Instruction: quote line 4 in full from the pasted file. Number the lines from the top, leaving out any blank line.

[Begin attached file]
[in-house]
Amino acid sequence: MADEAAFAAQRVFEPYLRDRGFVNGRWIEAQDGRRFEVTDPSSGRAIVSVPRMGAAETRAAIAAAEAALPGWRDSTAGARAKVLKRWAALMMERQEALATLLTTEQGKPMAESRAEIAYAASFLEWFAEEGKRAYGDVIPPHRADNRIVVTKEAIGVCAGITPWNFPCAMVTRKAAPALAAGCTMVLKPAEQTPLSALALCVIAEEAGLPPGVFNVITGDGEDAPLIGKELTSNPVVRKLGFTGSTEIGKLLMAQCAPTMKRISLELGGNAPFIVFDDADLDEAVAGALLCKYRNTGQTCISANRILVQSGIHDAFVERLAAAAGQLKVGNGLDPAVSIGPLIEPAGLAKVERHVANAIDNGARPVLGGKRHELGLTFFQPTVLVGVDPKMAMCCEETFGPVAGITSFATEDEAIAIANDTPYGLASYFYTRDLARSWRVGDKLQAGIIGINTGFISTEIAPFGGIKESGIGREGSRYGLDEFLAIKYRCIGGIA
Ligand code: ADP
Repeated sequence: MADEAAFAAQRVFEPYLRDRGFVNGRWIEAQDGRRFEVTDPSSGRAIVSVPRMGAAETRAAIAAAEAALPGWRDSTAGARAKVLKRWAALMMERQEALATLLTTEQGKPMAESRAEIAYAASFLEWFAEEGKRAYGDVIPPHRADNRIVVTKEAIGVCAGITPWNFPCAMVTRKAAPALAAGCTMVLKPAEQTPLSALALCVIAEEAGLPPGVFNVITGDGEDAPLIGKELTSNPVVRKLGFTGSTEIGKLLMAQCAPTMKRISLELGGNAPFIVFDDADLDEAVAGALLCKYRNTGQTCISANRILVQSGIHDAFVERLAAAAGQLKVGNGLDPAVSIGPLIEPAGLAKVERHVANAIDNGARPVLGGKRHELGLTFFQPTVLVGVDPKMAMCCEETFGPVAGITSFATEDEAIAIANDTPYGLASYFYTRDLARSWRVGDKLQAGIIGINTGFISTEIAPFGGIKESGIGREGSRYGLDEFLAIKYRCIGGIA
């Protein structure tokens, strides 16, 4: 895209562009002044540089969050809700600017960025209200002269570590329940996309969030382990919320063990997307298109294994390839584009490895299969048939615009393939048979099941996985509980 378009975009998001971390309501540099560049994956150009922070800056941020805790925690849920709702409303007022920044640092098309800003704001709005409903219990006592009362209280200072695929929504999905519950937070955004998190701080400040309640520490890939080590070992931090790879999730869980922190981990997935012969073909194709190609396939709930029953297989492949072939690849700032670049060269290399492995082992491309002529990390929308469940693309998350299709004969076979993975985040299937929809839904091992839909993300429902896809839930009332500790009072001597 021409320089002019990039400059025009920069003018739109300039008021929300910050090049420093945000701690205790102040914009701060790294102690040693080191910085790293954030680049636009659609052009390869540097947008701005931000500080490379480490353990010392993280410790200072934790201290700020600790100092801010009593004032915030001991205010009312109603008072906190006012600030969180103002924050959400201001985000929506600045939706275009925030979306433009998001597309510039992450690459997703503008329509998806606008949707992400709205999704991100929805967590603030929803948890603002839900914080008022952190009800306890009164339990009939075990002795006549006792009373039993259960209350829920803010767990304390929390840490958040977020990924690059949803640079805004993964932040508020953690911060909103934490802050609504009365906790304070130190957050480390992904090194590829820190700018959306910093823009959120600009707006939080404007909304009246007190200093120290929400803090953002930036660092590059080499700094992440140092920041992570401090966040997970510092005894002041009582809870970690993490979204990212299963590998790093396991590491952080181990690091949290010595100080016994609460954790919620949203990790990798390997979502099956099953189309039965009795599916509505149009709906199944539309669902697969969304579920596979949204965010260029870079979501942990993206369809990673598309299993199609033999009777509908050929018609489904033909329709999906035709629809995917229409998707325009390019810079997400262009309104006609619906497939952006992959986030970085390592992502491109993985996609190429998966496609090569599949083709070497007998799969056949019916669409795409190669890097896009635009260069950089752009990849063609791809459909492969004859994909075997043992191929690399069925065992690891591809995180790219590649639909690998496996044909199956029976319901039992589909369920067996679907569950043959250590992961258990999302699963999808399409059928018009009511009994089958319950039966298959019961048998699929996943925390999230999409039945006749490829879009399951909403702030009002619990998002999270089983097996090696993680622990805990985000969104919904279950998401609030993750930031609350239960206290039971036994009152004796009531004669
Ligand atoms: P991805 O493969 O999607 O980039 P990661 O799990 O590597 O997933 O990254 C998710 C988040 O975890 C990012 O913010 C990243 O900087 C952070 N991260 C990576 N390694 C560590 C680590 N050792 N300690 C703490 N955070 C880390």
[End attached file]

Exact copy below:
Repeated sequence: MADEAAFAAQRVFEPYLRDRGFVNGRWIEAQDGRRFEVTDPSSGRAIVSVPRMGAAETRAAIAAAEAALPGWRDSTAGARAKVLKRWAALMMERQEALATLLTTEQGKPMAESRAEIAYAASFLEWFAEEGKRAYGDVIPPHRADNRIVVTKEAIGVCAGITPWNFPCAMVTRKAAPALAAGCTMVLKPAEQTPLSALALCVIAEEAGLPPGVFNVITGDGEDAPLIGKELTSNPVVRKLGFTGSTEIGKLLMAQCAPTMKRISLELGGNAPFIVFDDADLDEAVAGALLCKYRNTGQTCISANRILVQSGIHDAFVERLAAAAGQLKVGNGLDPAVSIGPLIEPAGLAKVERHVANAIDNGARPVLGGKRHELGLTFFQPTVLVGVDPKMAMCCEETFGPVAGITSFATEDEAIAIANDTPYGLASYFYTRDLARSWRVGDKLQAGIIGINTGFISTEIAPFGGIKESGIGREGSRYGLDEFLAIKYRCIGGIA